This is such a beautifully presented book, and the patterns and styles are all so elegant and gorgeous. Very simple to follow patterns, with illustrations where needed outlining shaping and clear instructions on tricky bits like trim, shaping (theres a lot of shaping) and edges etc.
Yes there is a lot of shaping in these patterns – hence the name “fitted knits” no baggy bodies or droopy shoulders here. All the patterns are meant to accentuate the womanly figure. That doesn’t mean there aren’t any chunky knits or big coats, even these have fitted elements. For example the ‘thick and thin cardigan coat’ uses a gorgeous chunky yarn for the main body, with a contrasting finer yarn for ribbing 3/4 up the sleeve and an extra long ribbed waist band. The ‘long coat with chevron lace’ has fitted raglan sleeves with bust, waist and sleeve shaping.
My absolute two – make that three favourite styles are the ‘back to school u-neck vest’, which has a long waist of ribbing which ends just below the bust and a tweedy stitch with bust shaping at the top. Very flattering. And the ‘cosy v-neck pullover with deep ribbing’ another pattern that uses the deep ribbing for shaping half way up the body and further up the sleeves with a cute high v-neck. And the ‘short sleeved cardigan with ribbing’ which uses a bulky yarn with ribbing, borders and structure to shape it.
The third main style of sweaters in this book are the short/ballet style sweaters. These are super sweet. Mini cardi in bulky yarn with shaped bust, flared sleeve cropped cardigan in a really chunky yarn, and another cropped cardigan with a dramatic scoop neckline, there is also a really cute short puffed sleeve cardigan with a slightly flared waist and mandarin collar.
This patterns in this book are meant to be altered to your personal measurement. The key is measuring yourself correctly and trying on the knitted garment at each stage, altering the increases or decreases until it fits.
This is going to be (already is) a great resource with patterns to suit all ages and styles – a good resource that is likely to last a lifetime.
Never knit your man a sweater*: *unless you’ve got the ring: 22 handsome projects for every level of commitment, by Judith Durant, published by Storey.
This book is based on the knitting myth that as soon as you knit your man a sweater he dumps you. So well … you should start with small projects and work up to the sweater – which is what this book does. Even though its all about a woman knitting for her man -the patterns in this book could of course be for men who knit. Each chapter has a witty title relating to the stage in the relationship and how much knitting time and effort is appropriate for him. Like “burger and a movie scarf” and “I met his friends vest”. Even though all of this is a little cute and slightly annoying. The patterns in the book are good.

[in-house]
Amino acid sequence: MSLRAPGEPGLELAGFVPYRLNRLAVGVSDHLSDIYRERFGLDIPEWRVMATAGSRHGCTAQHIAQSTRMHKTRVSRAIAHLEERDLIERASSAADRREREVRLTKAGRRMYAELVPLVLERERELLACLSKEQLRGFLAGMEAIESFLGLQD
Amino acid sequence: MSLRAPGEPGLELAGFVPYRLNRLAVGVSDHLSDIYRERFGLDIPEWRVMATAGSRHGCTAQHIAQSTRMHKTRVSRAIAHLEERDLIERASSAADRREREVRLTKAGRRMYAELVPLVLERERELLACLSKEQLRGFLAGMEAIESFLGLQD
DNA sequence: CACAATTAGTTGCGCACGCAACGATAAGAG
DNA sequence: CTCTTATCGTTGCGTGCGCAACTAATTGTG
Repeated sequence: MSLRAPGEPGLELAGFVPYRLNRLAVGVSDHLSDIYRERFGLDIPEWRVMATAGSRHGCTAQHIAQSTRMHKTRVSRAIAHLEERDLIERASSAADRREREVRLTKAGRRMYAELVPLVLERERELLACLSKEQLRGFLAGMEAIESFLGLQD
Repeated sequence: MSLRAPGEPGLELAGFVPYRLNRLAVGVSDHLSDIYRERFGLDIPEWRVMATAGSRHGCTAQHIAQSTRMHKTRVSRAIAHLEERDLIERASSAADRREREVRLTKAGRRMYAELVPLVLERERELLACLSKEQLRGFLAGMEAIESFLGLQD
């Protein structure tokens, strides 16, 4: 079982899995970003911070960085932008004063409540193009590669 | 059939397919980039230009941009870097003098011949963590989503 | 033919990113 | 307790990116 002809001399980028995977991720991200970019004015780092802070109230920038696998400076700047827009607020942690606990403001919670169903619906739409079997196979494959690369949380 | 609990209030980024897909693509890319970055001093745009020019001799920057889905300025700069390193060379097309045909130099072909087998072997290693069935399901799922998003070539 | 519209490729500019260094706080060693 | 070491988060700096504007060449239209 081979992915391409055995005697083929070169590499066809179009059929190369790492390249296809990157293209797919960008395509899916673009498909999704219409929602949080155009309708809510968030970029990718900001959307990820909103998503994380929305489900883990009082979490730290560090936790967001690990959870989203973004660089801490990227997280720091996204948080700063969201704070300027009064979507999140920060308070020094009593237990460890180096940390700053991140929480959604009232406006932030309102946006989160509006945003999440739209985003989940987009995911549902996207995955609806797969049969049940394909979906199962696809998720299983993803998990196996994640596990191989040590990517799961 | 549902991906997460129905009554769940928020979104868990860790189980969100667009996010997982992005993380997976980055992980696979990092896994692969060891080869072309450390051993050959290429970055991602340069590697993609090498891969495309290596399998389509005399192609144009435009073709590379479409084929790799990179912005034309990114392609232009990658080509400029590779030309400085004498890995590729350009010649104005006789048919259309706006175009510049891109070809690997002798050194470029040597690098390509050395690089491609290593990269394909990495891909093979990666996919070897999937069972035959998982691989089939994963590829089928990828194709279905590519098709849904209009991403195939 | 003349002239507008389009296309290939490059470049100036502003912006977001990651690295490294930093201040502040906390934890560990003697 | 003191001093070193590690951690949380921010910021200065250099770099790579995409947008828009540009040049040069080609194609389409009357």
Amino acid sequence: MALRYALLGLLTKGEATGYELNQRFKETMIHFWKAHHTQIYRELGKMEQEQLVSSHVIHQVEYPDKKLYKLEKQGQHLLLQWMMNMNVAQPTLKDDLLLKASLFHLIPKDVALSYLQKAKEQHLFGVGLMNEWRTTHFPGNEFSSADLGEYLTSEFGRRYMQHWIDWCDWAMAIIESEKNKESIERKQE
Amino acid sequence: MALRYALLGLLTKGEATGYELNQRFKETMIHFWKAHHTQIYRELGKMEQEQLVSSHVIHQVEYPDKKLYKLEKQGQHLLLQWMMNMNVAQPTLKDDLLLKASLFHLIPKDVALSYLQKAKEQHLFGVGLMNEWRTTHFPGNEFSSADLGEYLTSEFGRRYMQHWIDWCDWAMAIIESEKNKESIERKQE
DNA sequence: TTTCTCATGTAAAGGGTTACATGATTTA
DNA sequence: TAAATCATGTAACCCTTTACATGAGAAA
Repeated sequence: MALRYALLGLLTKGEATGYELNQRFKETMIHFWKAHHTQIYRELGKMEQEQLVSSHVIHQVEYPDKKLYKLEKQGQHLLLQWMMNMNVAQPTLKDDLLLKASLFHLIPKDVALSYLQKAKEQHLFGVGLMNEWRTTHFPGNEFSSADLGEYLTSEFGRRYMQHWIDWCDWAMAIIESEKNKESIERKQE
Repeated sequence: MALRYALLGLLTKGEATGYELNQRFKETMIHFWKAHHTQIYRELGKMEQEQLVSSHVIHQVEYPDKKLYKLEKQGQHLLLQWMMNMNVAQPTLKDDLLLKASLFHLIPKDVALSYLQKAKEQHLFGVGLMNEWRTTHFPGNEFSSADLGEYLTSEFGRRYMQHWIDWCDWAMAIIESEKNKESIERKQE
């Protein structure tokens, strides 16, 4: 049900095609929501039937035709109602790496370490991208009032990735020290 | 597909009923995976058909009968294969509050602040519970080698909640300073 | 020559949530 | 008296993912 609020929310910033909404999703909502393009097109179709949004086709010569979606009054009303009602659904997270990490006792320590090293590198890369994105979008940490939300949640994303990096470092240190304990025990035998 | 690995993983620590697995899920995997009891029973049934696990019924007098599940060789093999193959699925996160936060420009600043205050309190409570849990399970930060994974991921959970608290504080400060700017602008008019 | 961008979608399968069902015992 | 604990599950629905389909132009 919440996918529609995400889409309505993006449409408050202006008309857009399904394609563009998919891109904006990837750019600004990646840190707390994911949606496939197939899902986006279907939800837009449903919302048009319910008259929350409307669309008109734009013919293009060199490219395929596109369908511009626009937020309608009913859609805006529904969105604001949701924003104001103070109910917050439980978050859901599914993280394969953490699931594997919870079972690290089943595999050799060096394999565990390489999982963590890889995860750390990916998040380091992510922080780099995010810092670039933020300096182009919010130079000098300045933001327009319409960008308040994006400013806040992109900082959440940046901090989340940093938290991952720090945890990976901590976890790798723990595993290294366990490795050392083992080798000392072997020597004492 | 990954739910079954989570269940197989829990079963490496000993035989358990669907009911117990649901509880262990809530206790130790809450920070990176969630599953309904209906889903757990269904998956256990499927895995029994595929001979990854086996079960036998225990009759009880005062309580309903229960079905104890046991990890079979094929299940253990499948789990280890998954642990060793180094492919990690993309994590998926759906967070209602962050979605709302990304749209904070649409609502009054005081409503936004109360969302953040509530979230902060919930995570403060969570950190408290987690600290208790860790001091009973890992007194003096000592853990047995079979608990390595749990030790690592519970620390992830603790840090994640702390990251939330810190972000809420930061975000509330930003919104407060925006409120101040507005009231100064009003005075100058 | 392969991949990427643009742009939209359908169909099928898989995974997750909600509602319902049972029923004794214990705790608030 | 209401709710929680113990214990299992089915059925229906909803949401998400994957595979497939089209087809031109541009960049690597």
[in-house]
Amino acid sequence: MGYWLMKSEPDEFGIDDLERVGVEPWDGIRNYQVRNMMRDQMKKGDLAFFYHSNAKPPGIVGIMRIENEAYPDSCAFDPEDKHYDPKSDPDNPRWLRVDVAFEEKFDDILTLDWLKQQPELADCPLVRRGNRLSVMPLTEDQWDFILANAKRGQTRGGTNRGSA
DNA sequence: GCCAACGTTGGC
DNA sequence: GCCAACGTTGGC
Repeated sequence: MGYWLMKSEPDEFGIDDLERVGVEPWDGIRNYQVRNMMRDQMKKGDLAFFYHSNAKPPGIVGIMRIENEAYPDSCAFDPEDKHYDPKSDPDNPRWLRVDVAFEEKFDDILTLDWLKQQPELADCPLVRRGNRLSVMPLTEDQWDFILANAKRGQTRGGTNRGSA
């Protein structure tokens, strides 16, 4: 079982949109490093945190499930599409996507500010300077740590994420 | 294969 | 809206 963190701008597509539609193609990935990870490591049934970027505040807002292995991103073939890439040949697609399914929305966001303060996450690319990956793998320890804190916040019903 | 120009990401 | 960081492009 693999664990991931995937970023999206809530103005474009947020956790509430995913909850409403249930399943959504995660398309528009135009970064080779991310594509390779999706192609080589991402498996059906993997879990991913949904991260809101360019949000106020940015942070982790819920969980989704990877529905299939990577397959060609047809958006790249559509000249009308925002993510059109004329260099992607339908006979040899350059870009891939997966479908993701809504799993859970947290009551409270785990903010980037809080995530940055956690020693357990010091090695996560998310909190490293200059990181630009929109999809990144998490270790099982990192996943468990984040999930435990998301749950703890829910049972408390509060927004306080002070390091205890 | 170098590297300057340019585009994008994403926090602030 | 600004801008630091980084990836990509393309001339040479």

“the burger and a movie scarf” is a noro yarn using block stitch – looks harder to knit than it is and is sure to impress. The “looking good laptop cover” in slip stitch, dark grey merino wool – is nice – a good gift for anyone uses a laptop. There are small projects in increasing difficulty, like hats, ipod socks, and the other sort of socks too and gloves and mittens and vests leading up to the crazy cable knit cardigan/sweater. Some of my favourite designs (that I might knit for my man and my man might actually use) include the scarf and laptop cover (already mentioned above), a very nice “keep his head warm watch cap” which an old fashioned style rib fishing beanie in merino wool knitted in the round. I really like the “flip your lid diamond mittens” which are those cool fingerless gloves with the mitten cover that flips over when needed. I was not too keen an any of the vests, I found them all to be a little nice, neat and conservative. But I liked the “part time living cotton classic sweater” – I like the firm fit of this design, showing off the mans broad shoulders and comes just to the hips – very stylish and simple.
Lots of good patterns in here for me to knit for themselves or to knit for your man (dad or brother too). I personally found the books premise a bit too cute and gimmicky – but once you get past that there are some good patterns – something for most tastes, ages and levels.